Wednesday, October 07, 2009

Live From Chicago For Coverage Of The Violence, Charlie Rangel Makes Me Sad, The Politics Of Afghanistan, And NOW Takes On Letterman

Hi everyone. Anderson Cooper is coming at us live from Chicago tonight in order to report on the horrible violence that has been plaguing the city's schoolchildren--94 dead since 360 began their coverage of the story. We all know the most recent victim was a 16-year-old honor student named Derrion Albert, and our anchor shows us the very spot where he was beaten to death. It's pretty creepy to see Anderson walking around in the same area that we all saw on that disgusting video.

Gary Tuchman then joins Anderson to tell us about the new plan put forth by Ron Huberman, head of Chicago Public Schools. In a subsequent piece, we learn that federal stimulus money is going to be used to target 10,000 at risk kids (the at-riskiest, I suppose). The plan entails providing each of these kids a 24 hour mentor and part-time employment. However, this isn't exactly controversy free. First of all, 10,000 is a pretty small percentage of all Chicago students and the program won't even touch those not in school. After his piece, Gary tells us that the mentors are not professionals. I suppose it could work. But it seems like there might be better ways to spend the money.

Steve Perry is then brought in via satellite and he is not down with Huberman's proposal. He notes that because the program would be funded by stimulus money, it won't be sustainable because eventually the money will run out. A very good point. Steve's focus is on teachers. Basically he wants them to step up their game and do more for their students than just normal teaching. That sounds good, but I imagine most of them are just going to turn around and say that they're not getting the support they need from parents. Everybody has to play their part. One group fails, everyone fails.

We're then joined by Chicago resident Janice Allen, who is raising her nephew. She's very concerned about the situation in her neighborhood and stresses that the kids need something constructive to do with all their free time. Steve, as on previous nights, continues to state that this problem is a local issue. "I say, with all due respect to Mrs. Allen, she and the members of that community need to know that they can change this," he says. This annoyed me a little.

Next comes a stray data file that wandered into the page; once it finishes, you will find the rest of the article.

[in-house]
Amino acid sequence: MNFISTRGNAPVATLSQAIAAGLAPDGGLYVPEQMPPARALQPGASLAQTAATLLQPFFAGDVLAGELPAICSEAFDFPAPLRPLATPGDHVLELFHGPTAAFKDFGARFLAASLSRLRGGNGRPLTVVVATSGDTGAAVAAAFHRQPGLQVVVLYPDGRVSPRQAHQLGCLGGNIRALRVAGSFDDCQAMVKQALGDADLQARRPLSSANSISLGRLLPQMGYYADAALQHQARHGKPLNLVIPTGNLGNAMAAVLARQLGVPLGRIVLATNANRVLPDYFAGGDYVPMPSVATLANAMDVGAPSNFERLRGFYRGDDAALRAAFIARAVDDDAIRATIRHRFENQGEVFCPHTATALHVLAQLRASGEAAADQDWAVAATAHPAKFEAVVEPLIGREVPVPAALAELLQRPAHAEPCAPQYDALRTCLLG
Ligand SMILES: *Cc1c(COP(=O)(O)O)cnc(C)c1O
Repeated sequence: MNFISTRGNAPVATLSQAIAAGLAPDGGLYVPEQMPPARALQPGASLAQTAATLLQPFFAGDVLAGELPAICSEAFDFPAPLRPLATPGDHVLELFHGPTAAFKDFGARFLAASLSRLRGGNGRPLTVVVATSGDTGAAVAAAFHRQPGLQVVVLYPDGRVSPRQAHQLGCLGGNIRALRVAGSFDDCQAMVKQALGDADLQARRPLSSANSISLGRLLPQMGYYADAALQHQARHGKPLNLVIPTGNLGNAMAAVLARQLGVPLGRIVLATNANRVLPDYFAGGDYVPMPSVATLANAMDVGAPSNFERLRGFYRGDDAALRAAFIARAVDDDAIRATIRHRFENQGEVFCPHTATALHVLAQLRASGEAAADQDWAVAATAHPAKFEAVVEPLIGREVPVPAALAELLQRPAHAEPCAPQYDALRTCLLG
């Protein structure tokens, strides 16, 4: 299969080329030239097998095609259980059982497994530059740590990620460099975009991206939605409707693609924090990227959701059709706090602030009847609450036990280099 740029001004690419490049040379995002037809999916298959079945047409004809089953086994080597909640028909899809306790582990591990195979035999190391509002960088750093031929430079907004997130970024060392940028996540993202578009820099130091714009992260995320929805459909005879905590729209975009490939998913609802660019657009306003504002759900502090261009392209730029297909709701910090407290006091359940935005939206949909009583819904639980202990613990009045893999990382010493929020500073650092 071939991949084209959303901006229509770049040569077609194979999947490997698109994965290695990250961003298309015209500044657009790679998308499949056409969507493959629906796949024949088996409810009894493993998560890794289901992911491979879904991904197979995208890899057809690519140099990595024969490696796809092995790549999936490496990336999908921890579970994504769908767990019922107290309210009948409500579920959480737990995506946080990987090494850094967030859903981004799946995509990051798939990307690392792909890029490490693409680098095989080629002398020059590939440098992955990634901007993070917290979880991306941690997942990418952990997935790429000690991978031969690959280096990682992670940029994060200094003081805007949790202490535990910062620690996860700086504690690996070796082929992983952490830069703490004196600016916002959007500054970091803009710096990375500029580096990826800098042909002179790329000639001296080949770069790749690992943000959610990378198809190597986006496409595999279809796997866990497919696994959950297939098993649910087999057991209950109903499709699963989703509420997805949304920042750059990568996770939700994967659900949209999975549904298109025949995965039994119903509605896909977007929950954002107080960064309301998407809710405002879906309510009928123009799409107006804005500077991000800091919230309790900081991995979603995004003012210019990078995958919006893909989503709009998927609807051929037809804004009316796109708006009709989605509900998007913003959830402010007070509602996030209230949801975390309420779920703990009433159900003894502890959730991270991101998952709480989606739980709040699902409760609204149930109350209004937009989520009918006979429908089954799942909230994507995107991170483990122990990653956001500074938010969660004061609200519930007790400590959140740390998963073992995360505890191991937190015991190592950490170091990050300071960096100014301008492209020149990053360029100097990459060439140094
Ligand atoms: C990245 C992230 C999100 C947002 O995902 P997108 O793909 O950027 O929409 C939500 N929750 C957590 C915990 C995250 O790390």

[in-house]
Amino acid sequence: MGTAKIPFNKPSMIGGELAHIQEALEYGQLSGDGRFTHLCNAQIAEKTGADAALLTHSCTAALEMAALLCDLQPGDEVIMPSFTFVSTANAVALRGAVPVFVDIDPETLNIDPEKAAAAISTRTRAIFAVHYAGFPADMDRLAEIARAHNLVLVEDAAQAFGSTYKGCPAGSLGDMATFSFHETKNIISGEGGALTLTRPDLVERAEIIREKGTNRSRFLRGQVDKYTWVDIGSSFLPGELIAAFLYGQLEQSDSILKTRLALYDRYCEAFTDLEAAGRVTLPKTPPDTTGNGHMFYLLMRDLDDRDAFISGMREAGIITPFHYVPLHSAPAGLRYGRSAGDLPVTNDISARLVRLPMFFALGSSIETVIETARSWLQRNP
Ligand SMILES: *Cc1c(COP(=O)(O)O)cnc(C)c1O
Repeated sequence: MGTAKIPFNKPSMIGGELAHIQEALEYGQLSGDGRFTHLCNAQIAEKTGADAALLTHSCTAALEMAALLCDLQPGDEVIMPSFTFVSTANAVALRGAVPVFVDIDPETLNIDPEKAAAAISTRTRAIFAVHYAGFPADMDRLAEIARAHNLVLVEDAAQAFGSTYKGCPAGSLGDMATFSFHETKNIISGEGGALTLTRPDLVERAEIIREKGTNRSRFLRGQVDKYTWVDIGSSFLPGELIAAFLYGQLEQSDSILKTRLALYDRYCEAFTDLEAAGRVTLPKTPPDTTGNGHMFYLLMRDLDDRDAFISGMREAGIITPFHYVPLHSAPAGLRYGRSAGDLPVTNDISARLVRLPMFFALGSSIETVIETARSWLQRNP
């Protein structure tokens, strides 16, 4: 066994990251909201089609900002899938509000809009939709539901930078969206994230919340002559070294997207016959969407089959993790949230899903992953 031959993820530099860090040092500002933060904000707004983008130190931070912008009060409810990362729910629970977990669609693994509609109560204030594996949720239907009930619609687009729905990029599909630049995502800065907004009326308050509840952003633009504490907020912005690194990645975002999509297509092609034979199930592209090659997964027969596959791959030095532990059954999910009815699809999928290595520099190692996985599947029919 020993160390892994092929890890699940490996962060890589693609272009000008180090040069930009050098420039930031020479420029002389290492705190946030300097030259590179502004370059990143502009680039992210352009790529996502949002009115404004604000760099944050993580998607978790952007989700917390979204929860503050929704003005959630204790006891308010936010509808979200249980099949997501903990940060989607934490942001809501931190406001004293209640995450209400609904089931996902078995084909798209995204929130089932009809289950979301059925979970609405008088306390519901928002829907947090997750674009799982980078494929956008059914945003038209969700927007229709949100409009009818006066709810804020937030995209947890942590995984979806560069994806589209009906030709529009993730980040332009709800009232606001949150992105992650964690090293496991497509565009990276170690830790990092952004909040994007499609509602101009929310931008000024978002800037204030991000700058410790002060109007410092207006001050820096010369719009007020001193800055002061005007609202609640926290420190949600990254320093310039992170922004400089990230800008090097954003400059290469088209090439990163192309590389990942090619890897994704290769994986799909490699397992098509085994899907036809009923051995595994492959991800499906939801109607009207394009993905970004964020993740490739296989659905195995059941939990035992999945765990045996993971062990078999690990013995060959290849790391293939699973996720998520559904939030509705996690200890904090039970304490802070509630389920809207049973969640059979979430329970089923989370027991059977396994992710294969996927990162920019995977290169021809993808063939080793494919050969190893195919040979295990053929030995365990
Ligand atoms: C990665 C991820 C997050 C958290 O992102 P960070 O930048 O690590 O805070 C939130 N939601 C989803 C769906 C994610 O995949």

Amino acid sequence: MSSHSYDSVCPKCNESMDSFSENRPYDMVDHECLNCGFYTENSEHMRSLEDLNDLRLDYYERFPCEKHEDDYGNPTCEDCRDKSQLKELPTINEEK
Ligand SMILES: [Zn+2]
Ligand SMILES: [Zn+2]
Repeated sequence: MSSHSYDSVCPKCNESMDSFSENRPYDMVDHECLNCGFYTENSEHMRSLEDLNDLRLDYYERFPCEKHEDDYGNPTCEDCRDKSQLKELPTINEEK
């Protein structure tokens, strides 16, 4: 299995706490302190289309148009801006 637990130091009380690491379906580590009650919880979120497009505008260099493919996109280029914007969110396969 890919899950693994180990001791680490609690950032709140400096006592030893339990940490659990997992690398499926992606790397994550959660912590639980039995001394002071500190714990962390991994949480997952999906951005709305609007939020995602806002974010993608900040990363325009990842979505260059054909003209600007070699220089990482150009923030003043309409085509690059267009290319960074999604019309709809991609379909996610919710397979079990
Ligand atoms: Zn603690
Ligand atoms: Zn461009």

With all due respect to Steve, I think these people need guidance. The problem has become so big, no one knows how to take the first step. It would be great if someone like him--who has the experience--could go to Chicago and give community leaders specific, concrete advice. The whole city seems to be paralyzed on this issue right now. They need someone or something to bring them together to get the ball rolling.

Back from commercial, we're met with the sound of very loud train passing by, and the sight of Anderson, very amused by the timing of the passing train. Gotta love live TV.

Transitioning now to our political scandal segment of the evening. Senator Ensign? Oh, that was sooo yesterday. We're doing the Democratic side of the aisle tonight. Oh, Charlie Rangel, say it ain't so! Okay, so, Dana Bash is here with Peter Flaherty, president of the National Legal and Policy Center, to discuss Representative Rangel's failure to disclose, like, a whole bunch of stuff of the income and assets variety. Oops. Rangel chairs the House Ways and Means Committee, which writes tax laws, so there's an added dose of irony for you.